4. The stacked robotic work cell process station of claim 1 wherein said second module chamber is disposed in front of said first module chamber.
5. The stacked robotic work cell process station cf claim 1 wherein said first module chamber partially overlies the upper surface of said second module chamber with the lower surface of said first module chamber disposed a predetermined distance above the lower surface of said second module chamber.
6. The stacked robotic work cell process station of claim 1 wherein said communication means comprises:
a conduit having first and second ends, the first end thereof being in communication with the lower surface of said first module chamber and the other end thereof being in communication with a point proximate the lower surface of said second module chamber such that the air from the lower portion of said second module chamber and the air from the second end of said conduit are directed downward into the air stream; and
adjusting means for adjusting the rate of flow through said conduit such that the flow through said first and second module chambers is isokinetic.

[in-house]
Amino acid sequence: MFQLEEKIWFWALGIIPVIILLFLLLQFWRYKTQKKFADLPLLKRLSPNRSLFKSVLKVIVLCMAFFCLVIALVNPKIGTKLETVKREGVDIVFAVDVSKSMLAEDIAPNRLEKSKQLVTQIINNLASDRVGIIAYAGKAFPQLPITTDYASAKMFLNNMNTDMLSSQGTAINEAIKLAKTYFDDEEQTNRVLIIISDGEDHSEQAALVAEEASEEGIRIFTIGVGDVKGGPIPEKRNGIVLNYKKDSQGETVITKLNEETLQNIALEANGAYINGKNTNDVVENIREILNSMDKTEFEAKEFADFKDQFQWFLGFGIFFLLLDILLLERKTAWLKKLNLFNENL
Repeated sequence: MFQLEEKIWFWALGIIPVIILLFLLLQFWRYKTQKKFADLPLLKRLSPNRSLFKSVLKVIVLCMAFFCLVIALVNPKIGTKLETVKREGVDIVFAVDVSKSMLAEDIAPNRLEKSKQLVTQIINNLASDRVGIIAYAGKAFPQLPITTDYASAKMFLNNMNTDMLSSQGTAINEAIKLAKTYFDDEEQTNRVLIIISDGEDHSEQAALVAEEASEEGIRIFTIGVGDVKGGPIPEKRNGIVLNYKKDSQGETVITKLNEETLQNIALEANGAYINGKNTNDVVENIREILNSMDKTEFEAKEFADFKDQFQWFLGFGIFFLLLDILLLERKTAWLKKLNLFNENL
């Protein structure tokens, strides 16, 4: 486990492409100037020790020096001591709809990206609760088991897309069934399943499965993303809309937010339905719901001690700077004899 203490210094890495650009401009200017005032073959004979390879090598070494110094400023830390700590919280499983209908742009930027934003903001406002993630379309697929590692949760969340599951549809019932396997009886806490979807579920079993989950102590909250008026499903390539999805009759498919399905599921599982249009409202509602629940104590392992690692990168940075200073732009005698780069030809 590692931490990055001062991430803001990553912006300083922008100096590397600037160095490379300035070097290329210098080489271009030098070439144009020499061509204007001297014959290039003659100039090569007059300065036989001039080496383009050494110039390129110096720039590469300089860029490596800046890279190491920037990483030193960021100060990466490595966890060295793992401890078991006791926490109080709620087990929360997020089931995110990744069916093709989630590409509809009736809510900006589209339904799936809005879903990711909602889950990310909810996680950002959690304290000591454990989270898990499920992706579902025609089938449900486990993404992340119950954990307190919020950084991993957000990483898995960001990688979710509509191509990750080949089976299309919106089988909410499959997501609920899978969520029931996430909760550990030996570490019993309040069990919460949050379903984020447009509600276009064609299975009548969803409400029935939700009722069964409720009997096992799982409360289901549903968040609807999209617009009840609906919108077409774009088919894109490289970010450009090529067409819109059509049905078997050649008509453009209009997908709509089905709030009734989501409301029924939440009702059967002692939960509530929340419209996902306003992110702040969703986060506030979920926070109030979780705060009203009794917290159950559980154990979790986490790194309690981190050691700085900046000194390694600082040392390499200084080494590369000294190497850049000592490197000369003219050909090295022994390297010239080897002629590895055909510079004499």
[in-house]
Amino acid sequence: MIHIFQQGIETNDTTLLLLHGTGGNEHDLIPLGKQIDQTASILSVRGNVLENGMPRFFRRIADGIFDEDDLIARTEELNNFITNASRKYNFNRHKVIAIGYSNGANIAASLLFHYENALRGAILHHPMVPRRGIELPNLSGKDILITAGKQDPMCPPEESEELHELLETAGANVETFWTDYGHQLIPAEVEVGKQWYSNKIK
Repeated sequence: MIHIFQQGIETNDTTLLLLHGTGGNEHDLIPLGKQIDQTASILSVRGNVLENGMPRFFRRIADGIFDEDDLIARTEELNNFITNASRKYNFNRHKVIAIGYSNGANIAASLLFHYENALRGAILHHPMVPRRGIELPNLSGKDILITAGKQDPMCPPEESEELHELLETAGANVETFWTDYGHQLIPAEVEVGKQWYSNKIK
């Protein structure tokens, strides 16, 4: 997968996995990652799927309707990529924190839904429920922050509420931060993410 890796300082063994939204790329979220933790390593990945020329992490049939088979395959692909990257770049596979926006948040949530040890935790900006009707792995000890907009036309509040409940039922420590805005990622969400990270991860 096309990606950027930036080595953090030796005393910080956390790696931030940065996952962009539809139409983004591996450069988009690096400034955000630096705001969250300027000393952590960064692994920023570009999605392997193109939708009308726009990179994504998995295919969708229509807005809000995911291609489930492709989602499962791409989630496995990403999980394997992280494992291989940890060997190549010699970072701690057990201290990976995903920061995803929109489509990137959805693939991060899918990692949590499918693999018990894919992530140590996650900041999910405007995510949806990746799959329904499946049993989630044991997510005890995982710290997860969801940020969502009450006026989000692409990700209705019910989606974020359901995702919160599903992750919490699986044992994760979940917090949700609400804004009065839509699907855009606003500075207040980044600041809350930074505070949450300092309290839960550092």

7. The stacked robotic work cell process station of claim 1 wherein said first and second process modules each have a functional mechanism associated with the associated ones of said first and second planar work surfaces, said functional mechanisms operable to provide both structural and functional support for a given process associated with said first and second process modules, respectively.
8. A stacked robotic work cell process station for processing a workpiece and being disposed in a ventilated environment with a downward directed air stream, comprising:
a first process module having:
a first module chamber with a lower surface, and an open upper surface, a front surface and a rear surface,
a planar work surface for receiving a workpiece, said planar work surface proximate to and parallel with the upper surface of said first module chamber, and